Spangler, David (1945-)

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Spangler, David (1945-)

David Spangler, prominent architect and theoretician of the New Age movement, was born in Columbus, Ohio, on January 7, 1945. He was raised in a family open to the psychic realm, and as a boy of seven he had his first mystical experience. As a teenager he affiliated with several theosophical groups, and through the writings of Alice A. Bailey, Spangler first learned of the coming New Age at the end of the twentieth century. In 1964 he settled in Los Angeles, where he and Myrtle Glines opened a counseling service. He began to channel an entity named "John," who would periodically emerge over the next decades, and in 1967 he authored the booklet The Christ Experience and the New Age.

In 1970, Glines and Spangler traveled to Great Britain, where Spangler decided to pay a brief visit to the Findhorn Community in northern Scotland, an early New Age center. He then canceled his travel plans and joined the 15-member community for three years. Here Spangler began to articulate an idea that the coming New Age would be a cooperative venture between humans and cosmic forces. He disagreed with Find-horn leader Peter Caddy, who believed that the New Age would be brought in by a cataclysmic event.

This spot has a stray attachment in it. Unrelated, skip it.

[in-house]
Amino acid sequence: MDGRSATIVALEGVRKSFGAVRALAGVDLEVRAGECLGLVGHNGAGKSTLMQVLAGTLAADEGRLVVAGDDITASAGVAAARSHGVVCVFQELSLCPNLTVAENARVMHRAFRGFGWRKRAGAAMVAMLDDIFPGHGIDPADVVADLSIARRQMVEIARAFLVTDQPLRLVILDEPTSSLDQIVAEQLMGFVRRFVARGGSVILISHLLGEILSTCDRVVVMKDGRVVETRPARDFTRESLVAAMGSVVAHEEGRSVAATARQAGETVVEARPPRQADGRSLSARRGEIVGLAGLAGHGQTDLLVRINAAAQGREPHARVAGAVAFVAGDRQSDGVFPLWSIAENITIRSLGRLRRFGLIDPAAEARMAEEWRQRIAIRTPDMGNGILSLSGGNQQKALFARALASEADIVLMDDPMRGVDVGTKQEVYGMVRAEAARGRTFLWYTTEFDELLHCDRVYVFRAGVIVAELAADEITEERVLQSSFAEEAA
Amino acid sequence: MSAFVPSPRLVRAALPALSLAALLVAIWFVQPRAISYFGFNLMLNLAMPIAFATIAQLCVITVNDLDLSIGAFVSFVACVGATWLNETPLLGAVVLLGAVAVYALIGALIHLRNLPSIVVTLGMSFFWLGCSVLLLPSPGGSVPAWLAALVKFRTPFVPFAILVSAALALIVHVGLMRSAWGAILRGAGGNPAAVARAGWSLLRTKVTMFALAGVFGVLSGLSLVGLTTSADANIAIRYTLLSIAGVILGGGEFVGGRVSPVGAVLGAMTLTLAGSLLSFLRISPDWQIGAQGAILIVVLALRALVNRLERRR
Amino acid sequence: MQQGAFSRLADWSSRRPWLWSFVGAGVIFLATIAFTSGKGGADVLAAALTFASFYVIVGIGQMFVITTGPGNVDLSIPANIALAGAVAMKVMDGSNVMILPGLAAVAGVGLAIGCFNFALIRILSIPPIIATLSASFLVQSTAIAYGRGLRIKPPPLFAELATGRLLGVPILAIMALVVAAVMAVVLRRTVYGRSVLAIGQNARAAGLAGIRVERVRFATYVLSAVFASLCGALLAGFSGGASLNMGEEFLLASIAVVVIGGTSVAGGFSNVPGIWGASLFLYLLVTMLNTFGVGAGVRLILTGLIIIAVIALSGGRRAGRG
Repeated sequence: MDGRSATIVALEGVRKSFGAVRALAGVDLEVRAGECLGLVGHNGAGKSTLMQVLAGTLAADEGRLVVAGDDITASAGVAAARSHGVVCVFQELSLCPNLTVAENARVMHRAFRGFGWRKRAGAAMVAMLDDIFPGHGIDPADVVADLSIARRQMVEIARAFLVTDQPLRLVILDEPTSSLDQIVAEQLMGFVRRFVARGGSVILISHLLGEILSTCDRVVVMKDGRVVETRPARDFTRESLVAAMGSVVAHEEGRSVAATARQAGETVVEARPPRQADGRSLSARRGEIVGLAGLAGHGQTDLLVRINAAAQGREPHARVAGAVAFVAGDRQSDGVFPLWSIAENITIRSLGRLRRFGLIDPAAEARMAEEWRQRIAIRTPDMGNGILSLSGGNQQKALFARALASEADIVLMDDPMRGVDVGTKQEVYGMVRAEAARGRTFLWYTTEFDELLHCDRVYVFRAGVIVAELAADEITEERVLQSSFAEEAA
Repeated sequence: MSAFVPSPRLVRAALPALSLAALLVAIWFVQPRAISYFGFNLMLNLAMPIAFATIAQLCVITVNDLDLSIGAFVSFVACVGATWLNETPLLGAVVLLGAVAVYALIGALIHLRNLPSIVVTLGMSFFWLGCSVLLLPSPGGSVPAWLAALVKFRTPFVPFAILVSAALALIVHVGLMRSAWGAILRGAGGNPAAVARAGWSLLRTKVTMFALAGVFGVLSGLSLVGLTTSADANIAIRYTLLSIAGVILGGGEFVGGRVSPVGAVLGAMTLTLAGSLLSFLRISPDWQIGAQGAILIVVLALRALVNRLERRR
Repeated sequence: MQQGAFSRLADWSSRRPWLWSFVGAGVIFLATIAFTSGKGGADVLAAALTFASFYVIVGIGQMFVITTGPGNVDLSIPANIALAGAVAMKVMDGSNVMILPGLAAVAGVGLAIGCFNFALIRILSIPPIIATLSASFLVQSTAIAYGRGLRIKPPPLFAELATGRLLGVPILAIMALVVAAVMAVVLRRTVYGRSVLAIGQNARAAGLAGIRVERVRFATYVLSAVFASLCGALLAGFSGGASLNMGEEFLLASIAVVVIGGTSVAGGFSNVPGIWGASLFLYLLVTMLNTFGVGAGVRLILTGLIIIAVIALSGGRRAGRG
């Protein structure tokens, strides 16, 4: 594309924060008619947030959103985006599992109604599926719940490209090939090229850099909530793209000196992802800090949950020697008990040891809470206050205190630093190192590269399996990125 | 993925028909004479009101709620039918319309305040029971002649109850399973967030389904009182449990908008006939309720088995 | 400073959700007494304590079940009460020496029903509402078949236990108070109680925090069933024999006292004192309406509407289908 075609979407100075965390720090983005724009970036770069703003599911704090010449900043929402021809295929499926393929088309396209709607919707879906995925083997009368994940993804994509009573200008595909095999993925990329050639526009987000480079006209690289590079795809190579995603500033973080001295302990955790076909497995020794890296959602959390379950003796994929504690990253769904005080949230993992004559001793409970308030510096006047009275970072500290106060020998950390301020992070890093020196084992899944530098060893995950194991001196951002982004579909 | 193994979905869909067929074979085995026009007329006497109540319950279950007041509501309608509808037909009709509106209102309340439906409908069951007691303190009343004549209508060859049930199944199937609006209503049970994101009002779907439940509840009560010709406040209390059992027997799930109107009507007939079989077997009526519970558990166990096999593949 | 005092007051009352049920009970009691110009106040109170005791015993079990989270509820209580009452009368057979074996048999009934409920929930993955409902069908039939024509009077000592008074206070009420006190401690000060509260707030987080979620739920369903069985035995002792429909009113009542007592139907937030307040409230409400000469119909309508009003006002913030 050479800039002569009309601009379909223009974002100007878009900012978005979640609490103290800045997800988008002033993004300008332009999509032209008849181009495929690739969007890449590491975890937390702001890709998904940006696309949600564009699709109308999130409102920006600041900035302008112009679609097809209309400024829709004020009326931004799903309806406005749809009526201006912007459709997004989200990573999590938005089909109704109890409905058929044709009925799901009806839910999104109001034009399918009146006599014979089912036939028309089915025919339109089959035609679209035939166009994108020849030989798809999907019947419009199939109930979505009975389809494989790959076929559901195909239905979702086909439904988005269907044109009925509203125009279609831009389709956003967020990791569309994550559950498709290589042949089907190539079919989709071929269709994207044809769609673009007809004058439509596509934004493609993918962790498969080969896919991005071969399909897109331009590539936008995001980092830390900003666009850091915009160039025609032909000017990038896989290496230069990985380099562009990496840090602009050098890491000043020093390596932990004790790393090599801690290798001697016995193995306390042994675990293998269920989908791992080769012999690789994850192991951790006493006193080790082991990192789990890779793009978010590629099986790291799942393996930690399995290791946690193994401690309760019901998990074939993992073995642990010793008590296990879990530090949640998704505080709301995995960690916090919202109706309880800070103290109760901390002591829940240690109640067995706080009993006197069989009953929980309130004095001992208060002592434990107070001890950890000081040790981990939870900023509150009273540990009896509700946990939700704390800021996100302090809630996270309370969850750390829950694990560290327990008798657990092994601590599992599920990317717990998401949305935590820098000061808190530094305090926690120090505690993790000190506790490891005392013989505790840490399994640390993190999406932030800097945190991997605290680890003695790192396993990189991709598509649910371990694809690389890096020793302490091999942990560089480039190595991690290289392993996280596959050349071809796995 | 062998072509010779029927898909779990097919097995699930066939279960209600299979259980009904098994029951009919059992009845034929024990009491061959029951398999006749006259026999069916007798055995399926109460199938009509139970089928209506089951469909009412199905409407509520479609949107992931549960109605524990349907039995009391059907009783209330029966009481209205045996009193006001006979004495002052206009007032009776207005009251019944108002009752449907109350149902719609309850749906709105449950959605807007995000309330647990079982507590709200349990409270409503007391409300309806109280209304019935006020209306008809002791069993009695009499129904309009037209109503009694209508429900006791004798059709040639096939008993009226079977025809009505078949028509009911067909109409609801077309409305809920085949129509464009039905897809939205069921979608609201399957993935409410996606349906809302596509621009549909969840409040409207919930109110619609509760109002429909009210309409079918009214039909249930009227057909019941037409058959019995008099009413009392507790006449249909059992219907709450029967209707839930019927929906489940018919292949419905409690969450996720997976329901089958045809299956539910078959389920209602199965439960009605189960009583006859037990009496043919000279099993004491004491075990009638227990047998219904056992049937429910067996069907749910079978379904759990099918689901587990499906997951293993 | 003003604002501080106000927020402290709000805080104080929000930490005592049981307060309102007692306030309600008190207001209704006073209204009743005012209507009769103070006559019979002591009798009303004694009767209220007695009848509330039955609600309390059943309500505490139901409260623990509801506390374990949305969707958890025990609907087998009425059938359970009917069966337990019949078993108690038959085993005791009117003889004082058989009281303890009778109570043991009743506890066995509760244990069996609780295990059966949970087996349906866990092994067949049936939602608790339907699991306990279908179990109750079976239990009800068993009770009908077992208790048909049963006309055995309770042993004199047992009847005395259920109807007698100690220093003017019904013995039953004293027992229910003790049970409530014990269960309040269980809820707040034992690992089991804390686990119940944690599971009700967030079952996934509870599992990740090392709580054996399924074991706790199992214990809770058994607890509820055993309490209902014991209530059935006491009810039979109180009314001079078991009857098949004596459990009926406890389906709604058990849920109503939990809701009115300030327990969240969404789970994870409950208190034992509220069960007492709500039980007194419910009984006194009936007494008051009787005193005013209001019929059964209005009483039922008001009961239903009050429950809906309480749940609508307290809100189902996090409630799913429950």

In 1973 Spangler returned to the United States as an apostle of the New Age movement and founded the Lorian Association in Belmont, California, based on the Findhorn model. He lectured widely and wrote a series of books about the New Age. Major titles include Revelation: The Birth of a New Age (1976), Towards a Planetary Vision (1977), Explorations: Emerging Aspects of the New Culture (1980), and his autobiography Emergence: The Rebirth of the Sacred (1980).

By the 1980s, the New Age idea had become a mass movement. Spangler, who had worked so hard on popularizing the idea, now found himself in the role of critic of the more dubious aspects of the New Age. He vilified the interest in crystals, psychic phenomena, and even channeling, as taking people away from a focus on self-transformation and upon developing a compassionate and creative life. In 1988, after several years of silence, Spangler published a series of articles in which he professed to have given up on the idea of the New Age as a social event. He now described the New Age as a metaphor for personal transformation and said that its essence would be found in the change and growth of individuals. He called upon such people to work for real change in the social order.


Spangler, David. The Call. New York: Putnam, 1997.

. Emergence: The Rebirth of the Sacred. New York: Delta, 1980.

. Everyday Miracles: The Inner Art of Manifestation. New York: Bantam/Doubleday/Dell, 1996.

. Explorations: Emerging Aspects of the New Culture. Forres, Scotland: Findhorn Publications, 1980.

. Parent as Mystic, Mystic as Parent. New York: Berkeley Publishing Group, 2000.

. Revelation: The Birth of a New Age. San Francisco: Rainbow Bridge, 1976.

. Towards a Planetary Vision. Forres, Scotland: Find-horn Publications, 1977.